Aging server infrastructures are fraught with challenges. Poor performance, lack of automation, security vulnerabilities, and skyrocketing operational costs are only a few of the critical problems aging server infrastructures represent. Clinging to legacy servers can put your business at risk.
Did you know that a recent IDG research study revealed 45 percent of IT decision makers do not understand the value of composable infrastructure? Even the most seasoned data center professionals are still growing familiar with what composable infrastructure is, how it came to be, and what its advantages are.
As the trend toward the digital enterprise surges forward companies of all sizes are facing their respective challenges adapting to the pace of change. The expansion of mobile, social and the Internet of Things means a hike in the demand of IT as a trusted partner more than ever before.
One of the reasons why IoT is so vulnerable to attacks is the lack of visibility in what is truly happening in your environment. This is where edge computing comes in. Edge computing is about keeping compute proximal to the physical environment where it is collected in the first place, rather than forwarding everything to the cloud (particularly processing and storage). In the same way that the client/server computing model replaced the mainframe, enterprises are beginning to realize the benefit of a distributed computing model when it comes to IoT. Client/server architecture put processing power in physical proximity of the end user. Edge computing provides a local segmented processing network for IoT devices.
Nutanix was one of the first hyperconverged infrastructure solutions. People like asking about sizing, scaling, and adding nodes during initial HCI discussions, but hyperconvergence with Nutanix is much more than that. HCI is good for everything from VDI to desktop delivery and mission critical business apps.
If your career centers on enterprise architecture, then you are literally watching history repeat itself in real time. Decades ago, enterprise resources and processing power were concentrated within the mainframe and users had to work in close approximation of it. But then, users from the outer perimeters started demanding more capabilities, which translated into more resources where they were—at the edge. This introduced the PC, which decentralized enterprises and transitioned in the era of the client server model that users loved. Once again, the technology cycle is about to repeat itself.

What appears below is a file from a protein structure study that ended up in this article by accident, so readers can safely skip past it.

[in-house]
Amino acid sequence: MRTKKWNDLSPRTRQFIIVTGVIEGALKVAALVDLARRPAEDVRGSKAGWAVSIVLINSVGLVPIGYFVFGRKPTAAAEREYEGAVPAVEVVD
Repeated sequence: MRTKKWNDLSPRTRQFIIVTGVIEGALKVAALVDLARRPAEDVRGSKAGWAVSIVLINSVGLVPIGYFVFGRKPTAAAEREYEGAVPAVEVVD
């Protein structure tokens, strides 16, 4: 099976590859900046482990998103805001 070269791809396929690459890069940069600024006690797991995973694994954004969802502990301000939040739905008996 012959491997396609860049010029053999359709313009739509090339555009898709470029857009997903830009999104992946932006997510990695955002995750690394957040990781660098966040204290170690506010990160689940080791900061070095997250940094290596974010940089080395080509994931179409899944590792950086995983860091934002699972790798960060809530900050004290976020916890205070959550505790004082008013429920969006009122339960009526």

Flash or solid-state drive technology is seen commonly in devices such as smartphones, laptops, and servers, but it has also revolutionized the storage array landscape. Flash storage has increased in adoption due to its operational and economic benefits. Nimble Storage is a market leader in the storage space. Nimble Storage is built around reducing risk, improving reliability, and maximizing the productivity of your infrastructure and IT teams, while also giving your enterprise a competitive edge and making employees’ jobs easier.
Companies live in an environment today in which the “time to value” is diminishing constantly. In order to attain continuous profitability, IT managers and their staffs must focus on strategic value added projects rather than dissipate their time with routine maintenance of the existing infrastructure. Multiple studies point out that routine maintenance is currently consuming as much as 80% of IT budgets. Simply put, IT Managers must find a new paradigm that can deliver their organization to the promised land.
The idea economy (a term coined by HPE) represents a new paradigm, where a company (of any size) can add value and disrupt the market faster than ever—thanks to the advancement of the public cloud, mobile devices, social media, and big data analytics. Transforming your data center into an agile, hyper-connected enterprise IT environment that can handle the challenges of the idea economy will require some investment. But that investment is probably less than you might think and there are multiple ways to approach financing that won’t break the bank.
IDC completed a web survey involving 83 end users that have purchased and deployed Hewlett Packard Enterprise (HPE) SimpliVity solutions in their organizations. IDC also gathered qualitative data by conducting in-depth phone interviews with three customers using SimpliVity in production environments. This post aims to share the results of those surveys to show you what customers are saying first hand.